She leapt at him from behind as he strolled through the square, took him by surprise.
In retrospect, a bad idea when he hadn’t seen her in over a decade. Leaping randomly onto the back of one unaware should’ve advised her against doing so. But she’d never been the brightest bulb in the bunch, just a wild-card.
The wildest of wild-cards at that. A free-spirit, untamed to a fault, that ultimately forced them apart. Brought together again by Tianna’s frame, launched with the force of stupidity, they were quickly parted again– mostly, by Evan’s fall-down back-drop, executed on instinct (Not the calmest bull in the pasture was he.)
The next thing either knew was a giggling yelp; Evan’s sudden terror. It was her. He knew it like he knew his face in the mirror. Her voice, all its variants; coded into his brain as only someone who’d spent years putting it there, bakedin by every moment of mutually-burnt, midnight oil.
All that time together. Years. Years more since. Yet even now he rippled the same mix of emotion and memory. Evan’s mind and body flitted with images, feelings; love, pain, euphoria, joy, sorrow. He recalled every laugh. Every tear. Every shout and cry. Every kiss, touch; everything.
And all of it in a nano-second.
Whether she did too, he couldn’t say. He was certain she’d felt the back-drop. The giggling “oofs” slipping out said so.He scrambled up, staring down at the mass gasping pain and giggles. He thought to offer help as she clutched her stomach, remembered their sex being rougher.
So instead, he stared, bewildered. “Tia?”
She splayed her arms and legs out, breathing relief. In that instant, he took in time’s effects– or lack thereof. Only after he offered her a hand, and she sprang up more spryly than a teenager in heat, did he understand that little had changed.
Any hope that might’ve imparted was balanced to indifference by the drug use under her eyes.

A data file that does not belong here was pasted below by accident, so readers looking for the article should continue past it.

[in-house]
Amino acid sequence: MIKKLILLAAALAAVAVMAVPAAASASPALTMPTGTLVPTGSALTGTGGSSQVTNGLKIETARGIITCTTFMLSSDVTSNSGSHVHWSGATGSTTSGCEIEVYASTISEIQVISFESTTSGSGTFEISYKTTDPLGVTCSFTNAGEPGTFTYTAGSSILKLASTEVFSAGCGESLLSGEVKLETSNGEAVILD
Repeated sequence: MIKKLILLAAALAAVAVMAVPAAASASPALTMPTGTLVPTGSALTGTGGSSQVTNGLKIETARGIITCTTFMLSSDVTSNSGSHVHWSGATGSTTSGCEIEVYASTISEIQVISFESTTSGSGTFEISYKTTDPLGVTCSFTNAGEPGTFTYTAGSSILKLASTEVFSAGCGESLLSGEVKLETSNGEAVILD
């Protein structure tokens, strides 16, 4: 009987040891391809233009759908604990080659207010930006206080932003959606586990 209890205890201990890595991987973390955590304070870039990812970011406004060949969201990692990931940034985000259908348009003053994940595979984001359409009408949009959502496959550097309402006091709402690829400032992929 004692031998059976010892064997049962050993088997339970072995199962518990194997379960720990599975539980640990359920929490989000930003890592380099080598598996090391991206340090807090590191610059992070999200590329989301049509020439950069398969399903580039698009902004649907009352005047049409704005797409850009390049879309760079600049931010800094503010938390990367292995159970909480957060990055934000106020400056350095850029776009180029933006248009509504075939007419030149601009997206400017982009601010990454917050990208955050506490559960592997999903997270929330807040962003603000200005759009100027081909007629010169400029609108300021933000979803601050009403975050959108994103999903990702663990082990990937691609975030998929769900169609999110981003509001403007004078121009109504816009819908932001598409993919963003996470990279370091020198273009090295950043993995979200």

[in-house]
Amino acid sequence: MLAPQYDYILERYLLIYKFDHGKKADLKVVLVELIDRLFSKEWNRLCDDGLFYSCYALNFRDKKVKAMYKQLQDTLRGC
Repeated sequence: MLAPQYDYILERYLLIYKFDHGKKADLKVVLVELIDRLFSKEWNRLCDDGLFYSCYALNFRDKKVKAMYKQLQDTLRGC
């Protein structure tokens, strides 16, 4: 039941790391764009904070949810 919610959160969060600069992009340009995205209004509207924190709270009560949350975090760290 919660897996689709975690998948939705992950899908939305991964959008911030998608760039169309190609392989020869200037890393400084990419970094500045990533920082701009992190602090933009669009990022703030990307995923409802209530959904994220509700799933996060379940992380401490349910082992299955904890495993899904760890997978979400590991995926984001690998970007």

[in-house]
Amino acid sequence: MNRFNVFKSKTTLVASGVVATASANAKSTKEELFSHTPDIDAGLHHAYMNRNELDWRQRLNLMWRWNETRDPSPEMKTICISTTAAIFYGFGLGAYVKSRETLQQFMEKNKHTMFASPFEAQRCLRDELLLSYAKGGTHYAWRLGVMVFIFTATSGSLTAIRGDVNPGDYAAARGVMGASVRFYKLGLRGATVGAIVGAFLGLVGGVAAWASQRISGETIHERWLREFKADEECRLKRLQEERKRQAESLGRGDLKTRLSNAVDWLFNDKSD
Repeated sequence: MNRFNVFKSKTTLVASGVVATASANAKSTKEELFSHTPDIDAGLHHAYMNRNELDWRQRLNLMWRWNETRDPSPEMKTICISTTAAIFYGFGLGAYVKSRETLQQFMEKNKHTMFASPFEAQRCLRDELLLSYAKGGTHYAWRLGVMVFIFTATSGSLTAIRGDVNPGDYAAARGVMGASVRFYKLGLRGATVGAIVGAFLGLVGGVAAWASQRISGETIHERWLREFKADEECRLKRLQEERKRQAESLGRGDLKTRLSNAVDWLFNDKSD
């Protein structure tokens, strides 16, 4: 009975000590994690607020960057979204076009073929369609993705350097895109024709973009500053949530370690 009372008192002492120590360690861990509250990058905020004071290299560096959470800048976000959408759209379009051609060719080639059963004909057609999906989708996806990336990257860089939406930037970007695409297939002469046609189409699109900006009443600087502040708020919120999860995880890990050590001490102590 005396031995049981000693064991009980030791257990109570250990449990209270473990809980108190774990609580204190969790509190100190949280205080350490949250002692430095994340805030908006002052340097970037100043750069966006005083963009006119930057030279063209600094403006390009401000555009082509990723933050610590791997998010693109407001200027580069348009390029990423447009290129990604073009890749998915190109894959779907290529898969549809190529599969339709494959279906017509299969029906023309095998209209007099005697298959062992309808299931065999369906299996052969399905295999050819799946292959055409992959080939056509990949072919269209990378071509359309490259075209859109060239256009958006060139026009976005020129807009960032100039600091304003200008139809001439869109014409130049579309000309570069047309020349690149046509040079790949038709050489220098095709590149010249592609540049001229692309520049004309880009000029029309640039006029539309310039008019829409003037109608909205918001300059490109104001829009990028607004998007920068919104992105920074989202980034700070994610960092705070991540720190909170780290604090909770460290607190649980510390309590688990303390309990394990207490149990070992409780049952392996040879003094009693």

Somehow, they only added to her appearance. The freedom of spirit, it seemed to Evan, balanced anything. Her vibrant mane and doughy, spring-bark eyes remained vital as ever, no matter what lined or hung beneath them.
“Surprised?” She snickered with a sarcastic-coyness.
His eyes narrowed habitually; time had done that. Made him shrewd. Uncompromising. Almost tyrannical in mind. Unlike her, he’d been forced to grow up, forced to become an adult, composed of self-control, occasional cynicism, and ever-waning time.
She needed none of those things. Spirit alone kept her malleable. She took things as they came, had no need to change. It was the mixed blessing of evolution. The simplest organisms survived, but at the cost of the complexity required by the more intelligent ones.
Part of that simplicity had attracted him, and vice-versa. Evan’s complexity was new, interesting. Something Tia had never known. The fact they’d lasted so long before was more a wonder of the couple’s own, lasting ignorance. Their eventual end and how it came was a matter Evan had often recalled. It was at the forefront in his mind now, though he doubted she’d recognize it.
Ultimately,someone like her was an unstoppable force. One of nature, spirit. She was a comet; bound to a solar gravity that kept her rarely insight, but always mesmerizing, awe-inspiring; beautiful.Even if she orbited for eons though, she would slowly erode; never not beautiful or full of wonder, but far from immortal and always ending.
Evan wasn’t so lucky. He was human. Like them, had his caveats, flaws.Their own end proved as much.